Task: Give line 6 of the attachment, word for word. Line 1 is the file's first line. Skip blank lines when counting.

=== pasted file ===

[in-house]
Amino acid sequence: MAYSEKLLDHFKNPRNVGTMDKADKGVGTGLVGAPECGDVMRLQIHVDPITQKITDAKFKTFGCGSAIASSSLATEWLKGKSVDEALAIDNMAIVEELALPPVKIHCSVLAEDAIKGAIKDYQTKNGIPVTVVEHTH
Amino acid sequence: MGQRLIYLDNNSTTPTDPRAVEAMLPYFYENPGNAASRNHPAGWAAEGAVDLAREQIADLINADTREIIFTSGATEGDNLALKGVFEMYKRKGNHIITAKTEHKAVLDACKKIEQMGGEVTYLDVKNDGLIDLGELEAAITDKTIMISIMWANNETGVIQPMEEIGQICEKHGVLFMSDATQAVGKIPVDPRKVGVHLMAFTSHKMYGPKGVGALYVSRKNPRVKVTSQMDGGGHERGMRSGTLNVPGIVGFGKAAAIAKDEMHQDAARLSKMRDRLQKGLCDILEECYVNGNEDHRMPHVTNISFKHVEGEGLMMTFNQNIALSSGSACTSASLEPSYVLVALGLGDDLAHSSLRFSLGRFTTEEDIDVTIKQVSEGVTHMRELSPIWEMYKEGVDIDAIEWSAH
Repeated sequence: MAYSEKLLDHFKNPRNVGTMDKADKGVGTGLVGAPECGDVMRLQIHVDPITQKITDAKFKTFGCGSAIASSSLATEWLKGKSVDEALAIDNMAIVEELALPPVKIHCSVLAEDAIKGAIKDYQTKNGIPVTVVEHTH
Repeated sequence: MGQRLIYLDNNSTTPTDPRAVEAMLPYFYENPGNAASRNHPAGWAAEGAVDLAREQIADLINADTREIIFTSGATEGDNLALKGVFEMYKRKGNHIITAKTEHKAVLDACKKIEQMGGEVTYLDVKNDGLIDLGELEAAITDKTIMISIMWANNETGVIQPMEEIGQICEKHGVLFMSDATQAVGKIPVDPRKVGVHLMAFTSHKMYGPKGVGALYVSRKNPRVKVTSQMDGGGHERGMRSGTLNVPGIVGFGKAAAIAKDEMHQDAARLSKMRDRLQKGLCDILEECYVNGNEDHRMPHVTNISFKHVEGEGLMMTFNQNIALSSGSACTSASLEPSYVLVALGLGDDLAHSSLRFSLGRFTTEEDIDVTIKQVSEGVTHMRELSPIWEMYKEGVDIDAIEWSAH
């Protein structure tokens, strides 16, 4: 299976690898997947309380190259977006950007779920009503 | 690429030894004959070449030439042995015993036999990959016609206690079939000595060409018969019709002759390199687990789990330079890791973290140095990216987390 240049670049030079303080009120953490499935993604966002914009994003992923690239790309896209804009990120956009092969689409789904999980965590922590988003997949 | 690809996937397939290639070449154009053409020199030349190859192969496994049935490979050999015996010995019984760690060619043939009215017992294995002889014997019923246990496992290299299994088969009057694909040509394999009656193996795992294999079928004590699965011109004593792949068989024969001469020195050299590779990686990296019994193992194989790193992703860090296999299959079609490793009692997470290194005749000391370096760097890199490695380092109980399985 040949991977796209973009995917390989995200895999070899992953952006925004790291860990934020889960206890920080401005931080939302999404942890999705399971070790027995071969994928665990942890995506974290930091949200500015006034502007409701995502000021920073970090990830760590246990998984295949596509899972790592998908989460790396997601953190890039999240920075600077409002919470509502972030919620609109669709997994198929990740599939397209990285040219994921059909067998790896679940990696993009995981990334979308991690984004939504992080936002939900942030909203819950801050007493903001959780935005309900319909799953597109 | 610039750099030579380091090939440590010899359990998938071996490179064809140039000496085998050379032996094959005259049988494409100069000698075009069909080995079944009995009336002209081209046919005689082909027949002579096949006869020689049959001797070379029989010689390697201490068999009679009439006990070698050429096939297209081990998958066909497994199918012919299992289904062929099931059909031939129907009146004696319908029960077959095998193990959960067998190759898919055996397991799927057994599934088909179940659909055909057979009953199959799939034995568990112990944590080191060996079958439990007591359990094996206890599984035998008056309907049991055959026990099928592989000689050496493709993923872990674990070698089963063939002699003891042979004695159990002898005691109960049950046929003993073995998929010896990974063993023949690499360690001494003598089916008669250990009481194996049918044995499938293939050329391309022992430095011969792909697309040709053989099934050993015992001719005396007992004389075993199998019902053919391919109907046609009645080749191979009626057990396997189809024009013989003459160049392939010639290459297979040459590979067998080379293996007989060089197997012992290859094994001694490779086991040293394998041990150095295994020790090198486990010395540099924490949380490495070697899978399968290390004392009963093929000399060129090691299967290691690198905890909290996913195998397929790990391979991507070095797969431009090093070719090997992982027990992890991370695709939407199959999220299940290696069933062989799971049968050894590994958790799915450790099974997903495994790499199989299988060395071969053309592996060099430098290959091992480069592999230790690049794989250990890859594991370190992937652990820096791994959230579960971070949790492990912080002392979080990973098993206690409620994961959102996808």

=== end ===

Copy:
């Protein structure tokens, strides 16, 4: 299976690898997947309380190259977006950007779920009503 | 690429030894004959070449030439042995015993036999990959016609206690079939000595060409018969019709002759390199687990789990330079890791973290140095990216987390 240049670049030079303080009120953490499935993604966002914009994003992923690239790309896209804009990120956009092969689409789904999980965590922590988003997949 | 690809996937397939290639070449154009053409020199030349190859192969496994049935490979050999015996010995019984760690060619043939009215017992294995002889014997019923246990496992290299299994088969009057694909040509394999009656193996795992294999079928004590699965011109004593792949068989024969001469020195050299590779990686990296019994193992194989790193992703860090296999299959079609490793009692997470290194005749000391370096760097890199490695380092109980399985 040949991977796209973009995917390989995200895999070899992953952006925004790291860990934020889960206890920080401005931080939302999404942890999705399971070790027995071969994928665990942890995506974290930091949200500015006034502007409701995502000021920073970090990830760590246990998984295949596509899972790592998908989460790396997601953190890039999240920075600077409002919470509502972030919620609109669709997994198929990740599939397209990285040219994921059909067998790896679940990696993009995981990334979308991690984004939504992080936002939900942030909203819950801050007493903001959780935005309900319909799953597109 | 610039750099030579380091090939440590010899359990998938071996490179064809140039000496085998050379032996094959005259049988494409100069000698075009069909080995079944009995009336002209081209046919005689082909027949002579096949006869020689049959001797070379029989010689390697201490068999009679009439006990070698050429096939297209081990998958066909497994199918012919299992289904062929099931059909031939129907009146004696319908029960077959095998193990959960067998190759898919055996397991799927057994599934088909179940659909055909057979009953199959799939034995568990112990944590080191060996079958439990007591359990094996206890599984035998008056309907049991055959026990099928592989000689050496493709993923872990674990070698089963063939002699003891042979004695159990002898005691109960049950046929003993073995998929010896990974063993023949690499360690001494003598089916008669250990009481194996049918044995499938293939050329391309022992430095011969792909697309040709053989099934050993015992001719005396007992004389075993199998019902053919391919109907046609009645080749191979009626057990396997189809024009013989003459160049392939010639290459297979040459590979067998080379293996007989060089197997012992290859094994001694490779086991040293394998041990150095295994020790090198486990010395540099924490949380490495070697899978399968290390004392009963093929000399060129090691299967290691690198905890909290996913195998397929790990391979991507070095797969431009090093070719090997992982027990992890991370695709939407199959999220299940290696069933062989799971049968050894590994958790799915450790099974997903495994790499199989299988060395071969053309592996060099430098290959091992480069592999230790690049794989250990890859594991370190992937652990820096791994959230579960971070949790492990912080002392979080990973098993206690409620994961959102996808």